Friday, January 9, 2015

New Korean Films: Platonic Romance or Edonist Pleasure? (2015 Week 1)

by Fabien Schneider

After an excessively long break, I am pleased to announce that I am once again ready to make you discover every week the latest productions that find their way to South Korean theaters. Let me remind you the principle of this section: for each film I will briefly present the synopsis, then I will share my own commentary on the expectations that these films generate, the response of the public and critics, the way the film is promoted, and anything that might be relevant to assess the value (or lack thereof) of the film. It goes without saying that these comments are based solely on the information available at the time of writing. Of course, for the vast majority of these films, I would have not seen them before their theatrical release. Do not be surprised then if a movie that I would have viciously criticized turns out to be a wonder. So let's start this week with two very different movies.

Casa Amor: Exclusive for Ladies

Bo-hee is a business woman who places her career as the marketer of a toys’ brand before her family. Her husband is sexually frustrated, and his son feels abandoned. But following an unfortunate mistake during a presentation, she finds herself unemployed. As if it wasn’t enough to spoil her day, she comes back home only to find a note from her husband announcing their separation. Hopefully, she’ll attempt to retrieve her fortune by taking an unexpected job. Nan-hee owns a sex shop, and has become a true reference in matters of sex. According to her, the world is divided between women who take pleasure and those who don’t. But despite all her knowledge and experience, she still fails at selling her products. She decides to hire Bo-hee to promote her new line of “toys”.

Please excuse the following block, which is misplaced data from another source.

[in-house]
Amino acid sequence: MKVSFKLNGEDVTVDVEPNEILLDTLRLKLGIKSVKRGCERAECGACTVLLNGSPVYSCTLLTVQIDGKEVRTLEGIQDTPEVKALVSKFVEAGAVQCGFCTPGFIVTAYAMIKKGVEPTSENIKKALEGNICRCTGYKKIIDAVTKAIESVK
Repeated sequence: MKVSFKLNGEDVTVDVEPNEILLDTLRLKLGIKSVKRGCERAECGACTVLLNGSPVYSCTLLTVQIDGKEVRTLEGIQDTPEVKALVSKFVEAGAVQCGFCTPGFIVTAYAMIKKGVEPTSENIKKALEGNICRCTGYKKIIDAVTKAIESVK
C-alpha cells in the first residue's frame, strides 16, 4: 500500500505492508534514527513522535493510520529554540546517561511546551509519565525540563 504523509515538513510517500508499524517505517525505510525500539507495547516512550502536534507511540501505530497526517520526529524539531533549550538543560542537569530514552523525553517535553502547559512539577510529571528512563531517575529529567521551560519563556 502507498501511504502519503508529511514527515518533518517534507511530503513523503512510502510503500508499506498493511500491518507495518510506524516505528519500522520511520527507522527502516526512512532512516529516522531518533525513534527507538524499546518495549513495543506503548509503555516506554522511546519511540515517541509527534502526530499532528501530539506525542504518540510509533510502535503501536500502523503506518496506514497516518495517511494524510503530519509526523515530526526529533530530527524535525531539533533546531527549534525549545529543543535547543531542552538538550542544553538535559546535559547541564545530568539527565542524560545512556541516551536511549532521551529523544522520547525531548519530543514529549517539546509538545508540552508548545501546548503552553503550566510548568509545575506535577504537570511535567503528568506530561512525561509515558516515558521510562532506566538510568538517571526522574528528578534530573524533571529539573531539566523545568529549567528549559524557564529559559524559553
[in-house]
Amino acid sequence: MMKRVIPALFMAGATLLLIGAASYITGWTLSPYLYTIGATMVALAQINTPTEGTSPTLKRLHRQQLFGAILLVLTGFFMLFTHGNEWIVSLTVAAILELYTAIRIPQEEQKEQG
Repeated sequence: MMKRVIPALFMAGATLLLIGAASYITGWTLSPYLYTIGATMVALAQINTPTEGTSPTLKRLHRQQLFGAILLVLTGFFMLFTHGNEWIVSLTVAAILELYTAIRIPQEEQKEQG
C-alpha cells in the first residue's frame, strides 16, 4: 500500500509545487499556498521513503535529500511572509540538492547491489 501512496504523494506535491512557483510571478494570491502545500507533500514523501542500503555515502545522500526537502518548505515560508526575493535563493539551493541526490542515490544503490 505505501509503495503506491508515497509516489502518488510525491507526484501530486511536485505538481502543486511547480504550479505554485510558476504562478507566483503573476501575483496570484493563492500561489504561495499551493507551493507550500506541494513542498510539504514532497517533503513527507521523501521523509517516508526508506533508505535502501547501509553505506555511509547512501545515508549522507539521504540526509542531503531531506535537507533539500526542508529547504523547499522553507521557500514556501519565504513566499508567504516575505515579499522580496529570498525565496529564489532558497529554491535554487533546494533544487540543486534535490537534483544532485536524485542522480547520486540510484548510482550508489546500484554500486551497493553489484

This film is a total change of direction for Jung Bum-sik, who had hitherto made only horror films such as The Epitaph (2007) and Horror Stories (2012). This comedy movie has the benefit to be released without much competition. But I would say that the territories on which the director ventures are quite hazardous, since married women's sexuality is like a taboo subject in this country. This will obviously impact the attendance. There is also the trap of becoming a caricature of sexually-opened women or treating the subject only as a trick to satisfy the male gaze. Let's get that out of the way: the trailer doesn’t inspire much confidence. The jokes displayed in it all seem to play on the ridiculous or inconvenience caused by selling dildos. The movie in itself seems to be targeting young women in their twenties and thirties. I know, this seems quite obvious when the English title mentions that it's "exclusive for ladies", but keep in mind that the Korean title is just "Working Girl". The choice of the two main actresses therefore reflects this target audience. In the role of Bo-hee, we’ll see Jo Yeo-jeong give a try to comedy, after being best known for wearing Korean traditional dresses in period films such as The Servant (2010) and The Concubine (2012). The other one is a young British actress born in Switzerland who calls herself Clara. It’s her first major role in a film, but she has been a regular of TV romantic dramas since 2006. The Korean press seems to have been left unmoved, and the general audience does not show much more interest, but the figures of the presales are still pointing toward 6% of the box-office. This is probably not as much as had been planned by Megabox, which had scheduled a sizable distribution throughout the country.